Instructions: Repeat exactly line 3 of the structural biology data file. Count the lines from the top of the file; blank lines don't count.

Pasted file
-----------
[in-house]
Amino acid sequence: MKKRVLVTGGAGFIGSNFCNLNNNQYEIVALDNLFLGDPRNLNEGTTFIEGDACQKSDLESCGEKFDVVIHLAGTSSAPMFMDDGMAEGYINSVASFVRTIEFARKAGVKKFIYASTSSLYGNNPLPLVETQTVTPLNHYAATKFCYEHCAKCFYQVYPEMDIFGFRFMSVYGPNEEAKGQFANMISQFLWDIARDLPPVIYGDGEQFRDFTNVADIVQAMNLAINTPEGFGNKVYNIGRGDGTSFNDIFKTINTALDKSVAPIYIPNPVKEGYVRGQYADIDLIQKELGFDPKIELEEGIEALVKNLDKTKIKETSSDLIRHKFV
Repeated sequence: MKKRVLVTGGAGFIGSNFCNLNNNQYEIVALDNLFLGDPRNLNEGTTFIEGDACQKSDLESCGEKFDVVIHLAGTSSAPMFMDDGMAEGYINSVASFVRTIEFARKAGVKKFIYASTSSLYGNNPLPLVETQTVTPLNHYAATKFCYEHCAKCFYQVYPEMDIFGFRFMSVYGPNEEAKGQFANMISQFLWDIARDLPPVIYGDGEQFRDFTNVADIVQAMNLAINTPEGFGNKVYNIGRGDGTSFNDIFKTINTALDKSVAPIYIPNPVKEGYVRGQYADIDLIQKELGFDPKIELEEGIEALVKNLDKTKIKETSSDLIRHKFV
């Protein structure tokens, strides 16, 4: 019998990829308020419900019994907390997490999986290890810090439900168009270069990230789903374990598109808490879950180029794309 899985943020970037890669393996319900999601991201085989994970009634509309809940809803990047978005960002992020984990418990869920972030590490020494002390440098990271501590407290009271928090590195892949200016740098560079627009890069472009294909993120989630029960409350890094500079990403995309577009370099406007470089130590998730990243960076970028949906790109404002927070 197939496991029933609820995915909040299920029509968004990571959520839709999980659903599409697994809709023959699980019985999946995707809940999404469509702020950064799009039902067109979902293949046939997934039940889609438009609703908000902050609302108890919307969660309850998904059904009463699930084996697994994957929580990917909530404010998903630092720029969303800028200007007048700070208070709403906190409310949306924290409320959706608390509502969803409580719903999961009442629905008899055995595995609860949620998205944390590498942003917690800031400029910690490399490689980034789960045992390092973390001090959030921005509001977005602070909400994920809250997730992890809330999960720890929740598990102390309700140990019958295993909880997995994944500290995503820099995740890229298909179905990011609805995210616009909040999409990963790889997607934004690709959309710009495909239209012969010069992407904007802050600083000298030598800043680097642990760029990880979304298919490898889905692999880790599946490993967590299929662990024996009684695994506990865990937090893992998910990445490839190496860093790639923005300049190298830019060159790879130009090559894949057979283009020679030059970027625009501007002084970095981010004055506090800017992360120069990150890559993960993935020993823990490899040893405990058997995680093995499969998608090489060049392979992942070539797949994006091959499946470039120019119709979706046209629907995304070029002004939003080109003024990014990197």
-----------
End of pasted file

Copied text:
Repeated sequence: MKKRVLVTGGAGFIGSNFCNLNNNQYEIVALDNLFLGDPRNLNEGTTFIEGDACQKSDLESCGEKFDVVIHLAGTSSAPMFMDDGMAEGYINSVASFVRTIEFARKAGVKKFIYASTSSLYGNNPLPLVETQTVTPLNHYAATKFCYEHCAKCFYQVYPEMDIFGFRFMSVYGPNEEAKGQFANMISQFLWDIARDLPPVIYGDGEQFRDFTNVADIVQAMNLAINTPEGFGNKVYNIGRGDGTSFNDIFKTINTALDKSVAPIYIPNPVKEGYVRGQYADIDLIQKELGFDPKIELEEGIEALVKNLDKTKIKETSSDLIRHKFV